Losing your job late in your career doubles the chance of suffering a heart attack or stroke, a study says. Yale University researchers studied 4,301 people aged 51 to 61 who were working in 1992, the research, printed in the Occupational and Environmental Medicine journal claimed. Of the sample group over 10 years, there were 23 heart attacks and 13 strokes among the group of 582 who were forced out of a job.
Lead researcher Dr William Gallo said: “For many individuals, late career job loss is an exceptionally stressful experience, with the potential for provoking numerous undesirable outcomes. I don’t think it is necessarily because of the age, but rather related to the problems people over 50 have finding jobs of equivalent standard because of the ageism in the workplace. “Based on our results, the true costs of unemployment exceed the obvious economic costs and include substantial health consequences as well.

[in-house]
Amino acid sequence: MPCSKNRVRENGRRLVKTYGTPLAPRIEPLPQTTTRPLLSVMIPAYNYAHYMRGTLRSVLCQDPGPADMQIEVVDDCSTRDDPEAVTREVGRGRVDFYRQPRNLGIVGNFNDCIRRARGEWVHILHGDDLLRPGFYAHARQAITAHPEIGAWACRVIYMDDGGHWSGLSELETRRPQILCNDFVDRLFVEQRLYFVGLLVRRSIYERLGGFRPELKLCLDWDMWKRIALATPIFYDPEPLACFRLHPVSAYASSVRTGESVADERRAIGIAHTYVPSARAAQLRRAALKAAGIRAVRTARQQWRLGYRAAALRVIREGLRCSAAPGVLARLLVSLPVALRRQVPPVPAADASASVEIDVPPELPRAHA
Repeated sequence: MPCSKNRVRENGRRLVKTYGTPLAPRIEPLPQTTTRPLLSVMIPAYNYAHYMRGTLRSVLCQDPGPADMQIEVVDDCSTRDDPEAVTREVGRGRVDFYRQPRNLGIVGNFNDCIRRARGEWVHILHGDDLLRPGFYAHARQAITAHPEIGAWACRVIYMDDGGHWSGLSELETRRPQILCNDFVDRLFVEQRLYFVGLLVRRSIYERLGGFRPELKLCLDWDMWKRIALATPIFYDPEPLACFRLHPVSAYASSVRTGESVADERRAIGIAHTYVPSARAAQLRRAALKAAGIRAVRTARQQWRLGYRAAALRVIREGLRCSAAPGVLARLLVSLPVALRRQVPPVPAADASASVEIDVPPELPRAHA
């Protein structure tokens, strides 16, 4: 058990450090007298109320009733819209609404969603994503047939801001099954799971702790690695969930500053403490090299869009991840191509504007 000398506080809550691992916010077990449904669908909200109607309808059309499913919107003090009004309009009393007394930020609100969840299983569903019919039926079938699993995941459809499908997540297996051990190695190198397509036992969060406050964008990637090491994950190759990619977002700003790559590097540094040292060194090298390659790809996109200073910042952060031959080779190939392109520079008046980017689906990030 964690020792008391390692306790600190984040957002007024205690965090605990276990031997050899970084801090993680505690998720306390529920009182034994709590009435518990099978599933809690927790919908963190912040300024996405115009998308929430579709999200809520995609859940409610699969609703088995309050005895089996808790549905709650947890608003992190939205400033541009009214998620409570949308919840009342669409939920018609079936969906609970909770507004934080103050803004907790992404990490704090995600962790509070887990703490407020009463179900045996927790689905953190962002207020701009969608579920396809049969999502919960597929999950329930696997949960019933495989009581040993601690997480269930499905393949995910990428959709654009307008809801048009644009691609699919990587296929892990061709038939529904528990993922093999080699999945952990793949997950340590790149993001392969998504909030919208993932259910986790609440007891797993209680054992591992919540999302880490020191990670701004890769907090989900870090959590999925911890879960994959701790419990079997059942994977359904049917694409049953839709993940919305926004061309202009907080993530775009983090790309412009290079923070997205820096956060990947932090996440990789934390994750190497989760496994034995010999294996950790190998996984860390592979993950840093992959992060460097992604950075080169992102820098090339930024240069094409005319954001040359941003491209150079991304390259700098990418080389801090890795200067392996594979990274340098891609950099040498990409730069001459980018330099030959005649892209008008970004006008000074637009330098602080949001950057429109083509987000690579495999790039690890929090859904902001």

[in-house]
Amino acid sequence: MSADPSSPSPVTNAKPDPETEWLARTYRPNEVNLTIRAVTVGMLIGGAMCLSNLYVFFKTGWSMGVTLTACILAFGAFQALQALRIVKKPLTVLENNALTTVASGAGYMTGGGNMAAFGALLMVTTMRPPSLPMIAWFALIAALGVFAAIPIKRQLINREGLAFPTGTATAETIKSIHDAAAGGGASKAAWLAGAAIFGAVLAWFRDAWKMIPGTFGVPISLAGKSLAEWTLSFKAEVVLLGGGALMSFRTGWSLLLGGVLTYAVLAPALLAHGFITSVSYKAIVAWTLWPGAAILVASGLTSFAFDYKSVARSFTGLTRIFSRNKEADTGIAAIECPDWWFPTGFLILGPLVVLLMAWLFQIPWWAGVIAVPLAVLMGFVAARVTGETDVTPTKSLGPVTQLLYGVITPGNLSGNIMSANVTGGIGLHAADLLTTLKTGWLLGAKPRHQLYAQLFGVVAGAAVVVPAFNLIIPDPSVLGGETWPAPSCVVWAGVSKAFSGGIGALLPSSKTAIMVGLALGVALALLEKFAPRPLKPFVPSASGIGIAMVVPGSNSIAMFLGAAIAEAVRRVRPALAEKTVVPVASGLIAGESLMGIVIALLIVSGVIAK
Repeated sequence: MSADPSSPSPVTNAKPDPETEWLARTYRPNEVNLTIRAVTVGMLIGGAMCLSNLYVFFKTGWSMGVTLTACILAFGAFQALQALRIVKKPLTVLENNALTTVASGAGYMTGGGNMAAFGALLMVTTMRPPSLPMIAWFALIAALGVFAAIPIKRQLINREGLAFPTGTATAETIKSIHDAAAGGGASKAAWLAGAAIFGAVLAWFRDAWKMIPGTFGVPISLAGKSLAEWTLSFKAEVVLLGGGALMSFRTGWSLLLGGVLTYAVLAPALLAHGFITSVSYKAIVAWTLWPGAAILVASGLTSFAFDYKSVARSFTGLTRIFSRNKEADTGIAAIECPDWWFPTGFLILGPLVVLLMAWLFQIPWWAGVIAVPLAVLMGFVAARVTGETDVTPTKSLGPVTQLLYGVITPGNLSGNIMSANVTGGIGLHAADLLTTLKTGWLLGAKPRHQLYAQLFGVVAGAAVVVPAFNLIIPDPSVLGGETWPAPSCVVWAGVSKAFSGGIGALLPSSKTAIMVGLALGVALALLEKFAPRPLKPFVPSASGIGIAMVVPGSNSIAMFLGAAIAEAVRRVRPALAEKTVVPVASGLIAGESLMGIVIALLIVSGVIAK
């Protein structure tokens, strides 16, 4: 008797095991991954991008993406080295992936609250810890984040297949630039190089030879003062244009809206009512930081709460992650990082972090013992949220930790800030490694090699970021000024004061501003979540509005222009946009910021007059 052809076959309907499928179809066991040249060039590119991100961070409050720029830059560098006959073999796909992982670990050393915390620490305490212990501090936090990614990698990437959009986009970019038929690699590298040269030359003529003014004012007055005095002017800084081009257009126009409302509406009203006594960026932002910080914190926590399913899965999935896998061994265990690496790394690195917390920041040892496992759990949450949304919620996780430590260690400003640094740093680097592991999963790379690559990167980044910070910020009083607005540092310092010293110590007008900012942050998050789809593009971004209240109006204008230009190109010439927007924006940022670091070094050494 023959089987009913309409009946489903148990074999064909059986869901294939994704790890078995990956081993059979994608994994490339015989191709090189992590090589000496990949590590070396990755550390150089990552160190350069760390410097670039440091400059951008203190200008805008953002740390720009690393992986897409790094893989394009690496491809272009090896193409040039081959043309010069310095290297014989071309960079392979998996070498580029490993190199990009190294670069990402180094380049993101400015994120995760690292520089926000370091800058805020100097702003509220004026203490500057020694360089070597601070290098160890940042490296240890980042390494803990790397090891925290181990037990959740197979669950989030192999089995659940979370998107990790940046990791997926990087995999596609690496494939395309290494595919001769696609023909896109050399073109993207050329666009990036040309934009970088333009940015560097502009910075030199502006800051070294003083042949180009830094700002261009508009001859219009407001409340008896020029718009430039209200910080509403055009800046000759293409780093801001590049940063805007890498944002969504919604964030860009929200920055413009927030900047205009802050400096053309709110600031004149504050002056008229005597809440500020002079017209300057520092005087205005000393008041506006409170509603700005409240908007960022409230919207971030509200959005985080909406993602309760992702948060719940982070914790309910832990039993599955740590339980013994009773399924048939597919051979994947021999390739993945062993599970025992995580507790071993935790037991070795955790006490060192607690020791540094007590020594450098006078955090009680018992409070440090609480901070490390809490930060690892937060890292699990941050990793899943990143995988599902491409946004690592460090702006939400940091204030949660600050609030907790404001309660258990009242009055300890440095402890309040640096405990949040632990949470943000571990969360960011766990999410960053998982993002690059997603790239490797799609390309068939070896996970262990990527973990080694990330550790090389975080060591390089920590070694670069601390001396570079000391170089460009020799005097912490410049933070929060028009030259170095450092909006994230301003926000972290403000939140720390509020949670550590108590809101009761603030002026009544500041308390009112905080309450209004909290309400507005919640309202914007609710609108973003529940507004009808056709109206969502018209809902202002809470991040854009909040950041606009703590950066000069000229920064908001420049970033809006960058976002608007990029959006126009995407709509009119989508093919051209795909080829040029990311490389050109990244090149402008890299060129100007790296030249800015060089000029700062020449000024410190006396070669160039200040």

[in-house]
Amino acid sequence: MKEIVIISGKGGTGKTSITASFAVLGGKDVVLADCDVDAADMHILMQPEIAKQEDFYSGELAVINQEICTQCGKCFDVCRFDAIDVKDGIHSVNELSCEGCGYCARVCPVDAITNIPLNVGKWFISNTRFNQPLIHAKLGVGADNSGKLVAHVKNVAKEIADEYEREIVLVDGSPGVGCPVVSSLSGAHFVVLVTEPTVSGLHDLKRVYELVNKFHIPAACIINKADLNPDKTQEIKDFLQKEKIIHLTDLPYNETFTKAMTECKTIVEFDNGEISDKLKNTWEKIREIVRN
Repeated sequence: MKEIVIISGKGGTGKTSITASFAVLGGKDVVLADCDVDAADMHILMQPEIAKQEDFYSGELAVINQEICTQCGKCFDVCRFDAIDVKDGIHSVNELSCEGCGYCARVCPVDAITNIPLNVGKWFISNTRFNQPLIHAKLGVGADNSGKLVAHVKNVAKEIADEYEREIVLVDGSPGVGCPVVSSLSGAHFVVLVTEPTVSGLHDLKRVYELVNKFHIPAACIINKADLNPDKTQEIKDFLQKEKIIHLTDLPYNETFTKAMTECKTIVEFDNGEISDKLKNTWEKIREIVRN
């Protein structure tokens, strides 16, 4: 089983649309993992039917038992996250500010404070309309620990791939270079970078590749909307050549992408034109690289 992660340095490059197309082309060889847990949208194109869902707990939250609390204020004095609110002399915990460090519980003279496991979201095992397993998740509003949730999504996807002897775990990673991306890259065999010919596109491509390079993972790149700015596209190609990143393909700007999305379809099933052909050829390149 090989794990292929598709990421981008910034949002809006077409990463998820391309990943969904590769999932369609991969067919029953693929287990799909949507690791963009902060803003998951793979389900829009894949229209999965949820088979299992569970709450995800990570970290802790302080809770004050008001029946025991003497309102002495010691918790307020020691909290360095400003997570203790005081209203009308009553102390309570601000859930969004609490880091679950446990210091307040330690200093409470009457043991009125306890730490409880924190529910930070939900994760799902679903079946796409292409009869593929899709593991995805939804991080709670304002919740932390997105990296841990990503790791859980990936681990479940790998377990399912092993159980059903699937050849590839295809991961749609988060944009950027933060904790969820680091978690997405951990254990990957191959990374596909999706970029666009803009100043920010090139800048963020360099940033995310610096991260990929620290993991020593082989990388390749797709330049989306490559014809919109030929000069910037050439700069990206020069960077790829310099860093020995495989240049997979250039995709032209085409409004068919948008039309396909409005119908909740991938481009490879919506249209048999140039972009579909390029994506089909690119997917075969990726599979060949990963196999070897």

In total, 202 had heart attacks and 140 had strokes from all the groups studied, which included those who had lost their jobs involuntarily, retired, taken a temporary break from work or were still employed. Once risk factors such as diabetes, smoking, obesity and high blood pressure were taken into account, the risk of the involuntary job loss group having a heart attack after losing their job was 2. 5% and a stroke 2. 4%.